Tracking Water Oxidation on Nickel and Nickel Iron Oxides

Tracking Water Oxidation on Nickel and Nickel Iron Oxides

Author: Angewandte Chemie International Edition

The oxygen evolution reaction (OER) is a key process in water splitting, which can be used to generate “green” hydrogen fuel. Nickel iron oxide is a benchmark catalyst for the OER in an alkaline medium. However, this catalyst is still poorly understood and the nature of its active site is debated.

Xile Hu and colleagues, Ecole Polytechnique Fédérale de Lausanne (EPFL), Switzerland, have used in-situ Raman spectroscopy and oxygen isotope experiments to study the active sites in different Ni-based oxides during electrocatalytic water oxidation. Ultrathin layered double hydroxides (LDHs) consisting of either Ni, NiCo, or NiFe oxide were synthesized and used as defined models for the catalysts. They were prepared with different oxygen isotopes: the lattice oxygen atoms were either 16O or 18O. Raman spectroscopy was then used to monitor the evolution of Raman peaks corresponding to either lattice oxygen or a Ni superoxide (NiOO) intermediate.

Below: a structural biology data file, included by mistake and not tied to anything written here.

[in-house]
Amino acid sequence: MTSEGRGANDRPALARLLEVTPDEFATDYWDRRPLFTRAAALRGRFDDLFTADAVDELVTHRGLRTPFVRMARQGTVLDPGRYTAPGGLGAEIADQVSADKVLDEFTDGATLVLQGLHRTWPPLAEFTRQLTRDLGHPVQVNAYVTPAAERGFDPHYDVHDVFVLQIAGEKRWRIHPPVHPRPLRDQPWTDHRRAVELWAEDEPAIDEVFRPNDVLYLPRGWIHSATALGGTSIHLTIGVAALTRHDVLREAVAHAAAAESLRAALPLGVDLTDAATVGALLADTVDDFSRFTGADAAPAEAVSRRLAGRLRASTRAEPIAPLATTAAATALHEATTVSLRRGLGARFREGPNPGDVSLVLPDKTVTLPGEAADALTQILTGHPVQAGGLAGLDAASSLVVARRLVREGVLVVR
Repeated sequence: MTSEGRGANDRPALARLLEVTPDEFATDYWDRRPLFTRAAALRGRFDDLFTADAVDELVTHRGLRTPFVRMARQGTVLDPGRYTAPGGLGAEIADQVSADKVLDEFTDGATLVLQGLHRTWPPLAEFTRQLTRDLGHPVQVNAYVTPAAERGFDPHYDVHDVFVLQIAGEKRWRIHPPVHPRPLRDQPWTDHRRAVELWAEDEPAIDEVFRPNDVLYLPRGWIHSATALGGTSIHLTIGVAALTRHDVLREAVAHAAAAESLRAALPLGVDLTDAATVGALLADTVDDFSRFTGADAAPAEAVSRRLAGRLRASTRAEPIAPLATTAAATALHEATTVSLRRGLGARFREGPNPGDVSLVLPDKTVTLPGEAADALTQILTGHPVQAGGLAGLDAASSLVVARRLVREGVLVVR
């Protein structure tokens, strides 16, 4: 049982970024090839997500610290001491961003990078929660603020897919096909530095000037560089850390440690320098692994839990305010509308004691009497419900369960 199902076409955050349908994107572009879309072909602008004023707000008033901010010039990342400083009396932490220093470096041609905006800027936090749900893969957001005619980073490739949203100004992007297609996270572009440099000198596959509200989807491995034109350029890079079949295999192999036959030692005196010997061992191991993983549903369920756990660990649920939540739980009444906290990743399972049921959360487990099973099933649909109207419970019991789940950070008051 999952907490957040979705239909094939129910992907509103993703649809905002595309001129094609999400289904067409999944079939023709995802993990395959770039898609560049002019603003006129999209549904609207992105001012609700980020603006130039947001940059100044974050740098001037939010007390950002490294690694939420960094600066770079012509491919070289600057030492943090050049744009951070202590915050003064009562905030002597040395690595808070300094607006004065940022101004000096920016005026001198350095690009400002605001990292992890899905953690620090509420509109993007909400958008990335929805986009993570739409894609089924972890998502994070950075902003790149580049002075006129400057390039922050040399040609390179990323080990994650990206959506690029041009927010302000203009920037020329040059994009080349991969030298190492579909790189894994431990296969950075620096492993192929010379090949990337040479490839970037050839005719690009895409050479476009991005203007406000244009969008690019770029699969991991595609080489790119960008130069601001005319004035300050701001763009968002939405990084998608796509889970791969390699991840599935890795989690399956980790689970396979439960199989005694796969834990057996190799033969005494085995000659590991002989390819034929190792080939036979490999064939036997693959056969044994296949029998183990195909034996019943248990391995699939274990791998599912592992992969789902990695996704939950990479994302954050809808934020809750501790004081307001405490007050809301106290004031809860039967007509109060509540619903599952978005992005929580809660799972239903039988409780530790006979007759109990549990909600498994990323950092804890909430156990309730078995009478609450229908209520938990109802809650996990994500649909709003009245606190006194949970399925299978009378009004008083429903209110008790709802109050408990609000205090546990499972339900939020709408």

The researchers found that for the pure Ni and the NiCo LDHs, lattice oxygen and NiOO are exchanged with oxygen from OH in the electrolyte solution during the OER. This means the lattice oxygen atoms participate in the reactions. These findings suggest that for iron-free Ni oxides, Ni sites in the bulk are the active sites and evolve oxygen via a NiOO precursor.

In contrast, no oxygen exchange takes place for NiFe and NiCoFe LDHs. When Fe is present, the catalytic activity is dramatically increased. The researchers attribute this rise in activity to highly reactive active sites on the catalyst surface, most likely based on Fe.


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